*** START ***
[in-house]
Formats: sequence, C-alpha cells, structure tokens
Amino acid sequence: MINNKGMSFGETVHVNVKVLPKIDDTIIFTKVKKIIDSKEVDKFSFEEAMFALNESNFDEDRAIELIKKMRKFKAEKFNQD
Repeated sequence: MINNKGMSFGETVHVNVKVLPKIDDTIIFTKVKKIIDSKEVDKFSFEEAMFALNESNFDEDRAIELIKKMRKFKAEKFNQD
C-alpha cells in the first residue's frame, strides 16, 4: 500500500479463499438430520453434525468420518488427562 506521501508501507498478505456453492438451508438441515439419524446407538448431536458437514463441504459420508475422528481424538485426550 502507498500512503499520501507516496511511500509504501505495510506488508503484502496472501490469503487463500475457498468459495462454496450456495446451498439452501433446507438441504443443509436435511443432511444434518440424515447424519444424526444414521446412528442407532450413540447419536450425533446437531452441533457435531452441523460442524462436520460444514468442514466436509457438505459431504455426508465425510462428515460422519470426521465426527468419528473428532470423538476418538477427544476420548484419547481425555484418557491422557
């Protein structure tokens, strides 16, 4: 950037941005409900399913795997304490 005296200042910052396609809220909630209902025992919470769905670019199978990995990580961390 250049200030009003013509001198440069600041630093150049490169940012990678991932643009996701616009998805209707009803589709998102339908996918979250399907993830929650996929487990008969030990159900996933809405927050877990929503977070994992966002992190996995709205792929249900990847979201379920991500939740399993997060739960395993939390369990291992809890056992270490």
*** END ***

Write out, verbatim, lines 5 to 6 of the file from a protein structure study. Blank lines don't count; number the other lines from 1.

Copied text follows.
C-alpha cells in the first residue's frame, strides 16, 4: 500500500479463499438430520453434525468420518488427562 506521501508501507498478505456453492438451508438441515439419524446407538448431536458437514463441504459420508475422528481424538485426550 502507498500512503499520501507516496511511500509504501505495510506488508503484502496472501490469503487463500475457498468459495462454496450456495446451498439452501433446507438441504443443509436435511443432511444434518440424515447424519444424526444414521446412528442407532450413540447419536450425533446437531452441533457435531452441523460442524462436520460444514468442514466436509457438505459431504455426508465425510462428515460422519470426521465426527468419528473428532470423538476418538477427544476420548484419547481425555484418557491422557
């Protein structure tokens, strides 16, 4: 950037941005409900399913795997304490 005296200042910052396609809220909630209902025992919470769905670019199978990995990580961390 250049200030009003013509001198440069600041630093150049490169940012990678991932643009996701616009998805209707009803589709998102339908996918979250399907993830929650996929487990008969030990159900996933809405927050877990929503977070994992966002992190996995709205792929249900990847979201379920991500939740399993997060739960395993939390369990291992809890056992270490």